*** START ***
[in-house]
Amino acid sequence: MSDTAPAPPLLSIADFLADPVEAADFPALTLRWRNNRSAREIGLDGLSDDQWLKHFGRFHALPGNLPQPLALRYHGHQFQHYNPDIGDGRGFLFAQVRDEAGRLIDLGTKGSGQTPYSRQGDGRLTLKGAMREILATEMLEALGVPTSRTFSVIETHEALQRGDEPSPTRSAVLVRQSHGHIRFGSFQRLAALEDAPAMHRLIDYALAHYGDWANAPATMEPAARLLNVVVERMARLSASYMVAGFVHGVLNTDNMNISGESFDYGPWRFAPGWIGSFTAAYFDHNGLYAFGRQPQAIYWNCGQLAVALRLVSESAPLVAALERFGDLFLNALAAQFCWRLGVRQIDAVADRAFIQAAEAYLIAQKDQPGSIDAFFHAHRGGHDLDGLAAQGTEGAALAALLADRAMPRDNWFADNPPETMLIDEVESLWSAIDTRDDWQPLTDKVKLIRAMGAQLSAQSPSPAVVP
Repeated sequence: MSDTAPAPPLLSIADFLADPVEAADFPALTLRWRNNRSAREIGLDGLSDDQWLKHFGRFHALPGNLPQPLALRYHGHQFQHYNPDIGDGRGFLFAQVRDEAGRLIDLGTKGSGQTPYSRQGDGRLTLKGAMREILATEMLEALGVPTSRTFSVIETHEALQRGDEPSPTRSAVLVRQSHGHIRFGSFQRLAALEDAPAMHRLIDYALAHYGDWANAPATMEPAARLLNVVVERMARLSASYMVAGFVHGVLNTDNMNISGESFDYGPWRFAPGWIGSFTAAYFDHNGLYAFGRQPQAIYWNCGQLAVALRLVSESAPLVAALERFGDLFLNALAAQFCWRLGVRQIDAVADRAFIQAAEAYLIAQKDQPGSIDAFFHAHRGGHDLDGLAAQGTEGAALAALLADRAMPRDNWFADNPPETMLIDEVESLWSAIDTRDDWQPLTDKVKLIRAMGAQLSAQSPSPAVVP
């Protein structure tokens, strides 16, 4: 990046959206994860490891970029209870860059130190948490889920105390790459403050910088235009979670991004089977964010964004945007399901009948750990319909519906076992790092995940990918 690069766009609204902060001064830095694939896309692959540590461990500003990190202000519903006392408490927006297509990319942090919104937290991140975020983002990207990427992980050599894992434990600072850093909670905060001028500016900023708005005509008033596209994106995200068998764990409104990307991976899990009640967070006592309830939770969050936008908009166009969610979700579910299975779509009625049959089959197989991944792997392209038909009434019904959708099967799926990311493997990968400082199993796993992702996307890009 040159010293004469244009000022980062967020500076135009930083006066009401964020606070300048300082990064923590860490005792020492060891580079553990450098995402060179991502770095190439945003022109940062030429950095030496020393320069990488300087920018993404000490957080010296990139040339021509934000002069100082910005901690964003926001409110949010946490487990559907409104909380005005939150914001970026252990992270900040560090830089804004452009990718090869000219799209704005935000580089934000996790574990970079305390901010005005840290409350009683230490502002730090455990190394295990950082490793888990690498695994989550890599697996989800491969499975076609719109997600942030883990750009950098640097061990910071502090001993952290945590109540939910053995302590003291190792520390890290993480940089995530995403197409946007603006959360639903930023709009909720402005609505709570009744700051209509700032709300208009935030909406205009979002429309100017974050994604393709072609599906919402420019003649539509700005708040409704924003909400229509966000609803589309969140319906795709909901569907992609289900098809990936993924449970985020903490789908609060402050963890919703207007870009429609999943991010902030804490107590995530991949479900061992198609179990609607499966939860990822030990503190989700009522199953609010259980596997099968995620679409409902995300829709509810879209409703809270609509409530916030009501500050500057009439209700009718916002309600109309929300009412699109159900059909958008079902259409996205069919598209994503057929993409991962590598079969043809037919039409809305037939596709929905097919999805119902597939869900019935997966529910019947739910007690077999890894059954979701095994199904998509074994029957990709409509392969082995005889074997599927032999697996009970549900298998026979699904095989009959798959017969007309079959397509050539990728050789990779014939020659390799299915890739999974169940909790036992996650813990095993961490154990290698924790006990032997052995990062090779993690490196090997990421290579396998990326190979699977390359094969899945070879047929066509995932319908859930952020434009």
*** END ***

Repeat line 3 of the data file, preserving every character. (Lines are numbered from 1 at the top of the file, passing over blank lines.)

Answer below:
Repeated sequence: MSDTAPAPPLLSIADFLADPVEAADFPALTLRWRNNRSAREIGLDGLSDDQWLKHFGRFHALPGNLPQPLALRYHGHQFQHYNPDIGDGRGFLFAQVRDEAGRLIDLGTKGSGQTPYSRQGDGRLTLKGAMREILATEMLEALGVPTSRTFSVIETHEALQRGDEPSPTRSAVLVRQSHGHIRFGSFQRLAALEDAPAMHRLIDYALAHYGDWANAPATMEPAARLLNVVVERMARLSASYMVAGFVHGVLNTDNMNISGESFDYGPWRFAPGWIGSFTAAYFDHNGLYAFGRQPQAIYWNCGQLAVALRLVSESAPLVAALERFGDLFLNALAAQFCWRLGVRQIDAVADRAFIQAAEAYLIAQKDQPGSIDAFFHAHRGGHDLDGLAAQGTEGAALAALLADRAMPRDNWFADNPPETMLIDEVESLWSAIDTRDDWQPLTDKVKLIRAMGAQLSAQSPSPAVVP